Anyone with a hint of empathy would’ve felt sorry for Bryson DeChambeau behind the 18th green on Friday.
Although it’s more likely most of the golfing world will be laughing and calling him an idiot.
DeChambeau had just been branded ‘an eight-year-old’ by his club manufacturer, mocked by Brooks Koepka, and narrowly avoided a humiliating missed cut at The Open.
All the money and success in the world can’t protect people from vulnerability, and it’s no wonder the 27-year-old was keen to escape the onrushing press.
Having reluctantly obliged to answer questions, there were audible cracks in the American’s voice as he repeatedly apologised for saying his driver ‘sucks’.
DeChambeau said: “I’ll say it again; I’m very, very sorry. I misspoke in a heated moment.
“I am 27, I am human, I make mistakes. Yesterday was one of those. I continue to keep making mistakes unfortunately.”
But here’s the thing: besides Cobra, Bryson doesn’t owe anyone an apology.
Rather than calling out idiocy, we should be praising a unique openness that is usually more humorous than scandalous, which brings people to the game and gets mouths moving.
He doesn’t care about popularity contests, which is just as well, but it’s still got to hurt when nobody seems to likes you.
At the heart of it all is a talented guy trying to solve a mathematical equation and win golf tournaments, albeit doing quite badly here at The Open on three-over par.
Of course, previous accusations of slow play and unsavoury conduct with on-course staff, those are questions he needed to answer – and did.
But the rest of it – same-length clubs, balls in epsom salt, occasionally being too honest – nobody should take offence to that.
Debate it, by all means, but a different approach to golf is no excuse to stop treating someone with respect, particularly a Major champion and eight-time PGA Tour winner.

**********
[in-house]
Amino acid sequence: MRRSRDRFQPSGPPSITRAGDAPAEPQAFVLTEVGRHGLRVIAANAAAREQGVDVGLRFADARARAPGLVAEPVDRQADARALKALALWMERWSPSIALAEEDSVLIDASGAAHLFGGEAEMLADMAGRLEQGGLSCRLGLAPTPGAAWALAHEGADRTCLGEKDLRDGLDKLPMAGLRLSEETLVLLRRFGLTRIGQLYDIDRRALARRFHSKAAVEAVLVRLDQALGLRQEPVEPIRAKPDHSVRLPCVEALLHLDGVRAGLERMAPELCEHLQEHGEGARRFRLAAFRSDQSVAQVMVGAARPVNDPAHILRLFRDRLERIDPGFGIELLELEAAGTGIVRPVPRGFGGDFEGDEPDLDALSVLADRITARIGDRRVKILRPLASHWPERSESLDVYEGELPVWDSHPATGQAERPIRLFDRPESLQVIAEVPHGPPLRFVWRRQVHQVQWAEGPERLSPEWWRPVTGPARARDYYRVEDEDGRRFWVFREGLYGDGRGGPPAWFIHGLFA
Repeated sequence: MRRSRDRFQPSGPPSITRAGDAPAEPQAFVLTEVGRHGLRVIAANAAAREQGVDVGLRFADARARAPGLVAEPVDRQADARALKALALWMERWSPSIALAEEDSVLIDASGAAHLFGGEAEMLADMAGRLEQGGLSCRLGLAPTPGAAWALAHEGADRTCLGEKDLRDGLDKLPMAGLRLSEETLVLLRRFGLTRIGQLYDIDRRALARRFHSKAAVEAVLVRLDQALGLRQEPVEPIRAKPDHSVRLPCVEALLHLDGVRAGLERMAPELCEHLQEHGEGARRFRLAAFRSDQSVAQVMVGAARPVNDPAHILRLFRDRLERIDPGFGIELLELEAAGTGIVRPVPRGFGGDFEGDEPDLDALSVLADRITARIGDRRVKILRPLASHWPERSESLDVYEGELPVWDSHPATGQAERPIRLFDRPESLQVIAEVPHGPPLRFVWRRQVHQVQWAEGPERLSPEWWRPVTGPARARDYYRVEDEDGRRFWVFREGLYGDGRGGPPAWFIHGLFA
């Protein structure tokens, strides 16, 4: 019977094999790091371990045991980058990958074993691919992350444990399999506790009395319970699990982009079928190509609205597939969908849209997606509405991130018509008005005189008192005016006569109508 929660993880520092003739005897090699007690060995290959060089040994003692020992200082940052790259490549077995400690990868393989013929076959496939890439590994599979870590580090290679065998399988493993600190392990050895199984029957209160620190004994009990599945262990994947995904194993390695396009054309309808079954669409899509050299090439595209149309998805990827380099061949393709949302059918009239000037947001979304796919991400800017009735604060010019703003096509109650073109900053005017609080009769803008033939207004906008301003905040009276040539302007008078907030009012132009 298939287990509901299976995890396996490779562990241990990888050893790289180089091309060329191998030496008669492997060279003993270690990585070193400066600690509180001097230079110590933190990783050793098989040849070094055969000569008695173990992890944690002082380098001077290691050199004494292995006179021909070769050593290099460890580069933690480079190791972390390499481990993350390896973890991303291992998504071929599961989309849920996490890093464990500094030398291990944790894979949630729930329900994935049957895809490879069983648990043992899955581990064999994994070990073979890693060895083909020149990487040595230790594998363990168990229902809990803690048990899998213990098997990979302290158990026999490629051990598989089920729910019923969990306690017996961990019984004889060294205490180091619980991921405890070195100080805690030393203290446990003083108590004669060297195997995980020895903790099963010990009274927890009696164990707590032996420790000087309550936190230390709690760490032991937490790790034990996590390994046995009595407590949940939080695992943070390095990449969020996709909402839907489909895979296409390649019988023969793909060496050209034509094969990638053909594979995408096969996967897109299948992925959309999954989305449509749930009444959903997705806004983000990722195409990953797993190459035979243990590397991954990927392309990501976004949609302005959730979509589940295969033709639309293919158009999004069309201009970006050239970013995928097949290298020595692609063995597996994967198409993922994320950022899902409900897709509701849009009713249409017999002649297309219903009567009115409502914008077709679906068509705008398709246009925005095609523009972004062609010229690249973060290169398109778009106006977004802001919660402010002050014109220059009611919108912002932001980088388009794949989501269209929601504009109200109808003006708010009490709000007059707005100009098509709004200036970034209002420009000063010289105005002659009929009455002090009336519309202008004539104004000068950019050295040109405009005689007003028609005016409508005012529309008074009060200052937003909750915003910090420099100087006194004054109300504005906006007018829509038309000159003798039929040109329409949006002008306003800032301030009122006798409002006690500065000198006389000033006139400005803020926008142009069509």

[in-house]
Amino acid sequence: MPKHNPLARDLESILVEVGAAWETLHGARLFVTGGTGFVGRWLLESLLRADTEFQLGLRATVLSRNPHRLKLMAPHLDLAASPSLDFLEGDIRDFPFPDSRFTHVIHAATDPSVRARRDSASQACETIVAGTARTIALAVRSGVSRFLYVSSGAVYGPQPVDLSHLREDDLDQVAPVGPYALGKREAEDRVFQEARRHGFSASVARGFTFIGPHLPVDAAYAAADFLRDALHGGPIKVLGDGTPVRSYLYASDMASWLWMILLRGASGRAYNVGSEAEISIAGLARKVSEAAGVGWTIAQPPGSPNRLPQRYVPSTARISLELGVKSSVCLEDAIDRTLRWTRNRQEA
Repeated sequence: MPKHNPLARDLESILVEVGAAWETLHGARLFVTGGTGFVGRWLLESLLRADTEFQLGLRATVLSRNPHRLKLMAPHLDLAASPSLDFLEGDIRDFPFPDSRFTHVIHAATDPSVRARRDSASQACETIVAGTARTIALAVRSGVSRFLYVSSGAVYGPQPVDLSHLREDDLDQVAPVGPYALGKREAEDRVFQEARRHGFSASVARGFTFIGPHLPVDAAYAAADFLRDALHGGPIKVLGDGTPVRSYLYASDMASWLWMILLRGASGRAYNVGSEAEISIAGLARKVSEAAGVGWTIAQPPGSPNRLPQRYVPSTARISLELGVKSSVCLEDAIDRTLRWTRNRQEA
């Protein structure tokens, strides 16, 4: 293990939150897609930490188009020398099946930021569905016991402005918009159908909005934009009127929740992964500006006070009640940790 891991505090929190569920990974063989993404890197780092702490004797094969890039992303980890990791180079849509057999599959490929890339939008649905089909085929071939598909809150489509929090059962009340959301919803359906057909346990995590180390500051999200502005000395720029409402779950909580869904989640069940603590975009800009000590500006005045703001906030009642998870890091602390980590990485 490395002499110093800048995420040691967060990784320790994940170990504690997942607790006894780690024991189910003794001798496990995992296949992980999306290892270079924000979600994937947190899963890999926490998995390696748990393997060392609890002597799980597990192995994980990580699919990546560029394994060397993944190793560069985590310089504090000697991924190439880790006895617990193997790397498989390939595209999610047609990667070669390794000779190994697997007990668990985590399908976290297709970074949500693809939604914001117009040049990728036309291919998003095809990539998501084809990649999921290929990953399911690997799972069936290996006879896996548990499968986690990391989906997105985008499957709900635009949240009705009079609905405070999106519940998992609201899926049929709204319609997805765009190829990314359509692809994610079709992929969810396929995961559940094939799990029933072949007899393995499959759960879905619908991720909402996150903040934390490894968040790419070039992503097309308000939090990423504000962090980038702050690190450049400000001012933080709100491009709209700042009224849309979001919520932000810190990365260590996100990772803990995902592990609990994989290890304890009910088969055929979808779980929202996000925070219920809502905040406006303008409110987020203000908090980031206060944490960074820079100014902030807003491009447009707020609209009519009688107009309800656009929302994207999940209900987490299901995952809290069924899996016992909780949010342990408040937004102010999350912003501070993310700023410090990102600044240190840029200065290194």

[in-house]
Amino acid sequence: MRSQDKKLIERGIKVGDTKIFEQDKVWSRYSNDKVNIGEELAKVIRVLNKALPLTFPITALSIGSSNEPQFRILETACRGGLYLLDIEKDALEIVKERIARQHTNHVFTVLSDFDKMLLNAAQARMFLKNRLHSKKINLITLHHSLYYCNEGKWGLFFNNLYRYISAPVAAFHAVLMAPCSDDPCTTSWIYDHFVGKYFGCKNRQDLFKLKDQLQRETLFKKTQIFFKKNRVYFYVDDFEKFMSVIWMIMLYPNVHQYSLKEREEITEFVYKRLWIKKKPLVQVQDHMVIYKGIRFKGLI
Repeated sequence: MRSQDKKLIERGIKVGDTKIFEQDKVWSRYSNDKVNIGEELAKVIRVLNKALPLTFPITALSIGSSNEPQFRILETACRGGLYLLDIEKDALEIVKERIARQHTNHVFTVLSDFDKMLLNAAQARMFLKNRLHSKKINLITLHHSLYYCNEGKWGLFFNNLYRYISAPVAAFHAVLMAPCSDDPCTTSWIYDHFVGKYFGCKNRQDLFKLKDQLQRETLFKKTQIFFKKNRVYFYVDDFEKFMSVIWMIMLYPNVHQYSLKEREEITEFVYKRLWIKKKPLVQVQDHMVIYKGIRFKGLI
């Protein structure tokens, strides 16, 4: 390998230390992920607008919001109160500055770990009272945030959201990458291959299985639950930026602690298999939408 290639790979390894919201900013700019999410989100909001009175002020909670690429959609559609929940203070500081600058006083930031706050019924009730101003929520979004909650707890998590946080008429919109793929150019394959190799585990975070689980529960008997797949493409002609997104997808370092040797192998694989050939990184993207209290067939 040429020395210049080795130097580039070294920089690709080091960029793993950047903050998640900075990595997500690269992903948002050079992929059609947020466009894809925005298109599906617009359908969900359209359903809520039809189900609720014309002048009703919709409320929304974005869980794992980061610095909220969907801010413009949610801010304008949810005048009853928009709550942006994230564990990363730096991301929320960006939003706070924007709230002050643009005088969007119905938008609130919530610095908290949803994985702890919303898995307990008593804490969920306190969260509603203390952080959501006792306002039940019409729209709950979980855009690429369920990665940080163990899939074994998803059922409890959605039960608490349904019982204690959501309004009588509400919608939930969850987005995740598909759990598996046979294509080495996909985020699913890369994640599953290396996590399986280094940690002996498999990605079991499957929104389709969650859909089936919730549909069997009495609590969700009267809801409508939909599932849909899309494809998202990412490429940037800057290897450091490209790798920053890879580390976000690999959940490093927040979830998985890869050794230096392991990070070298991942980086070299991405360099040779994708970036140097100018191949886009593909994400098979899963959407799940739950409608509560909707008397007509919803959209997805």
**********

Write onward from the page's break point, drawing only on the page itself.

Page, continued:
Put any club in DeChambeau’s hand and he’s still better than almost everyone in the world.
That’s through a combination of natural talent and unimaginable dedication to his craft, both physically and intellectually.
People talk about his game like it’s some kind of cheat code which requires no skill.
There are no rules against weighing 230lbs and swinging at 200mph with a five-degree driver and 46-inch shaft.
Besides, if the American’s ‘controversial’ methods fail, the jeopardy is his alone: he won’t win this week. Why is that not enough?
His troubles are laughed at, called out for misplaced arrogance, and celebrated like moral victories for the game of golf and its courses, particularly here its oldest event.
But when he triumphs, we need to rethink the entire fabric of the sport. Surely it should go both ways?
Maybe, just maybe, it’s golf’s traditionalists and purists who need to change.
DeChambeau delivered packed-out crowds at Royal St George’s at 9.30am on Saturday morning, seven hours before the leaders went out.
They might’ve booed, but they still set their alarms and queued up to watch him smash the ball as far as he could.
They did the same during his practice round on Wednesday, when he ignored the occasional insult and stopped to take pictures with some adoring young fans.
He entertains and gives the very people who criticise him something to talk about every time a big tournament comes around.
It’s just a shame he’s becoming a bit of a martyr for the cause of keeping golf alive in what could soon be a post-Tiger Woods era.
Basically, when all is said and done, we just need to be a little bit kinder to Bryson.
Whether you like it or not, he’s good for the game.